CR 12.02 sets out defenses which may be asserted without filing a responsive pleading, including, “(f) failure to state a claim upon which relief can be granted[.]”  A motion to dismiss for failure to state a claim upon which relief may be granted “admits as true the material facts of the complaint.”  Upchurch v. Clinton County, 330 S.W.2d 428, 429–30 (Ky.1959).  A trial court should not grant such a motion “unless it appears the pleading party would not be entitled to relief under any set of facts which could be proved․”  Pari–Mutuel Clerks' Union of Kentucky, Local 541, SEIU, AFL–CIO v. Kentucky Jockey Club, 551 S.W.2d 801, 803 (Ky.1977).  Whether a court should dismiss an action pursuant to CR 12.02 is a question of law.  James v. Wilson, 95 S.W.3d 875, 884 (Ky.App.2002).  Consequently, we conduct a de novo review of the trial court's order dismissing Dr. Sara's claims.  Morgan & Pottinger, Attorneys, P.S.C. v. Botts, 348 S.W.3d 599, 601 (Ky.2011).

The first issue on appeal is whether the Hospital functions as a de facto state agency through an implied delegation of authority from the KBML.  Dr. Sara first points to KRS 311.595, which sets out the grounds upon which the KBML may deny an application or re-application for a medical license.  He first focuses on the introductory portion of the statute, “[i]f the power has not been transferred by statute ․” as implying that the KBML may delegate its fact-finding authority in disciplinary cases.  He further points to the provisions of subsection (21), which permits the KBML to suspend a license based upon a hospital's imposition of discipline or failure to renew staff privileges “if the action was based upon what the hospital or medical staff found to be unprofessional conduct, professional incompetence, malpractice, or a violation of any provisions of KRS Chapter 311.”  In addition, the final sentence of subsection (21) provides that “[t]his subsection shall not require relitigation of the disciplinary action.”  And finally, notes that a hospital is required to notify the KBML of its disciplinary actions against a physician.  KRS 311.606.

Dr. Sara interprets these provisions as a delegation of the KMBL's investigatory and fact-finding authority upon a hospital's internal credentialing and disciplinary boards.  He finds further support in this interpretation because the KBML is bound by factual findings of such boards, and a physician does not have the opportunity to re-litigate those determinations in a disciplinary proceeding before the KBML.  By delegating these functions and granting preclusive effect to the Hospital's factual finding, Dr. Sara argues that the Hospital's disciplinary board functions as an arm of the KBML.  Consequently, he maintains that those proceedings are governed by the provisions of KRS Chapter 13B and other due process standards to which state agencies are subject.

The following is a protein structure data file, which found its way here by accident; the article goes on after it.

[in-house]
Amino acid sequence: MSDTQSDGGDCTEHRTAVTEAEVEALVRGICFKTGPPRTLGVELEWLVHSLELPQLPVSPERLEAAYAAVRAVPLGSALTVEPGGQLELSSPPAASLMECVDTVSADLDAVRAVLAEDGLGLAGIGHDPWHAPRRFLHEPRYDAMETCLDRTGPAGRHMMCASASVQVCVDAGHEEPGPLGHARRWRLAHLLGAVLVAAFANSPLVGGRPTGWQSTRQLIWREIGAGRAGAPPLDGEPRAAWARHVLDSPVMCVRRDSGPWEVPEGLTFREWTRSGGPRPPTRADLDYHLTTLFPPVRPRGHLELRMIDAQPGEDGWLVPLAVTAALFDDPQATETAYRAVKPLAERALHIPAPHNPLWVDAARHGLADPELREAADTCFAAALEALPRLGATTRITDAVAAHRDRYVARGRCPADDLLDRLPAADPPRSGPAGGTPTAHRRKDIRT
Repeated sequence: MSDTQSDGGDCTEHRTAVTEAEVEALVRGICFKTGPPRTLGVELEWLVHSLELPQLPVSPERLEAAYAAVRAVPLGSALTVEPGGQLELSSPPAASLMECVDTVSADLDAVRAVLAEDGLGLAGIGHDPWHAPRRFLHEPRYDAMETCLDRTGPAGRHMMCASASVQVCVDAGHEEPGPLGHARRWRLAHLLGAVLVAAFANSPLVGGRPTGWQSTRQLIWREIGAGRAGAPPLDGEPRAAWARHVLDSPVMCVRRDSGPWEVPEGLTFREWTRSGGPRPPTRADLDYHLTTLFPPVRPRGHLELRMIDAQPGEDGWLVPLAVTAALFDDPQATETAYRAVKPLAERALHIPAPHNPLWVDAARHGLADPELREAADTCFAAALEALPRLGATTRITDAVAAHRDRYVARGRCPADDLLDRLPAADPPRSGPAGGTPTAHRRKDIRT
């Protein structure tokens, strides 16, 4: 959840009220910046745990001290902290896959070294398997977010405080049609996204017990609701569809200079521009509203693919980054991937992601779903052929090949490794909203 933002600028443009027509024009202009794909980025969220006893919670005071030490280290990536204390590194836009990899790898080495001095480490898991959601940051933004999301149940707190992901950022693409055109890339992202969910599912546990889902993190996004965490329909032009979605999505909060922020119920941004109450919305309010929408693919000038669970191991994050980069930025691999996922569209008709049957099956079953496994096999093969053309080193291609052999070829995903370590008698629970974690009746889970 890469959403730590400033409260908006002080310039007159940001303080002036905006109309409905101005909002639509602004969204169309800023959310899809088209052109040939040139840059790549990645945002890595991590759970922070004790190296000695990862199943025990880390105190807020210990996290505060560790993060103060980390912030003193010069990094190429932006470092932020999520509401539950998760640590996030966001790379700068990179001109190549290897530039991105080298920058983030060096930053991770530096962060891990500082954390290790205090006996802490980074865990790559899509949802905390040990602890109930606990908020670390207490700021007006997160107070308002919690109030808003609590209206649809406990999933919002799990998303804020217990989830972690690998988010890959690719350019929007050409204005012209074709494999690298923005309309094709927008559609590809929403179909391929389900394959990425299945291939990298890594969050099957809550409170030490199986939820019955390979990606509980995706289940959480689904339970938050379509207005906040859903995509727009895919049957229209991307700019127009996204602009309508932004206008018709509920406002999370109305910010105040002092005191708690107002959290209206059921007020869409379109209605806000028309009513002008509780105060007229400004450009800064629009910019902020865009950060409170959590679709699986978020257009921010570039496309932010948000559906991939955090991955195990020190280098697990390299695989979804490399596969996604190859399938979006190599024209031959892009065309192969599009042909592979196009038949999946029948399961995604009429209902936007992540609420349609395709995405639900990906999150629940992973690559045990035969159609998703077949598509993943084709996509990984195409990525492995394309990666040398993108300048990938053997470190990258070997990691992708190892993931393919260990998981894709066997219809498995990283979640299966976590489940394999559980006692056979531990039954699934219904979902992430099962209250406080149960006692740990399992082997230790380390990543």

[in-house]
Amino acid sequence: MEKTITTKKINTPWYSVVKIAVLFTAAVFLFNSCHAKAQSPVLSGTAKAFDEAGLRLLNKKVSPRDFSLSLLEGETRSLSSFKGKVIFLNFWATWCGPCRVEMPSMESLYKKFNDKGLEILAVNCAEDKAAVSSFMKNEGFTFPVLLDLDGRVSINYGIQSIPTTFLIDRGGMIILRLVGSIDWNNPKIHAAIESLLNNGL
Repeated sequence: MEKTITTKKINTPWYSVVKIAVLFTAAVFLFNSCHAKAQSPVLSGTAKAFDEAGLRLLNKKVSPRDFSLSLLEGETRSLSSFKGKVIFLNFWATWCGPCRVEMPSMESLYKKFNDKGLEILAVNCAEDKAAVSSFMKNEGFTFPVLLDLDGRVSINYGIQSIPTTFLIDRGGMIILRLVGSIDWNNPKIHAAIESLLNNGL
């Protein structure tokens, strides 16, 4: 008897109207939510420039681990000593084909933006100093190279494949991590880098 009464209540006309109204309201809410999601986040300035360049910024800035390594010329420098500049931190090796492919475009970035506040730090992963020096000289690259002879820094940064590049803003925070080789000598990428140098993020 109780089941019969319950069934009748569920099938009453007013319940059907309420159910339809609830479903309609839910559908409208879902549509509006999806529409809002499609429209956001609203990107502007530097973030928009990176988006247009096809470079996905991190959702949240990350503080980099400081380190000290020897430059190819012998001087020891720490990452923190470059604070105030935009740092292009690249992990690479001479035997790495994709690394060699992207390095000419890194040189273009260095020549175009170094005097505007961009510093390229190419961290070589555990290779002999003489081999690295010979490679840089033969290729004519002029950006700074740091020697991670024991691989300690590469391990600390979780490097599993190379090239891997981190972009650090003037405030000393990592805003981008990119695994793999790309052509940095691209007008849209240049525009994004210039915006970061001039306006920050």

The Hospital first responds that the KBML has not taken any action against Dr. Sara's license.  Indeed, Dr. Sara concedes that the KBML renewed his license even without restriction despite the Hospital's determination.  Consequently, the Hospital argues that the issue is moot because the KBML did not actually give any deference to the Hospital's determination of misconduct.

In the alternative, the Hospital argues that Dr. Sara's interpretation is not supported by the plain language of the applicable statutes.  KRS 311.395 specifically addresses the KBML's authority to impose discipline on a physician if “the power has not been transferred by statute to some other board, commission, or agency of this state ․”  Likewise, KRS 13B.020(1) makes it clear that the provisions governing administrative hearings are applicable only to hearings “conducted by an agency.”  KRS 13B.010(1) defines an administrative agency as “each state board, bureau, cabinet, commission, department, authority, officer, or other entity in the executive branch of state government authorized by law to conduct administrative hearings.”  The Hospital's internal disciplinary processes are not administrative agencies within these definitions, nor can Dr. Sara point to any statutory authority which would authorize the Hospital to assume the duties of an administrative agency such as the KBML.

For all of these reasons, we agree with the trial court that the Hospital does not expressly or implicitly function as a state agency.  Dr. Sara cannot point to any statute which expressly delegates the KBML's fact-finding functions to an outside organization such as the Hospital.  At most, the statute permits the KBML to give deference to the factual findings of an internal peer-review disciplinary process.  KRS 311.606 simply requires the Hospital to report the outcome of its disciplinary proceedings.  Nevertheless, the KBML is not bound to impose discipline on a physician based on those findings.  Consequently, we agree with the trial court that the Hospital's internal disciplinary proceedings are not subject to the requirements of KRS Chapter 13B.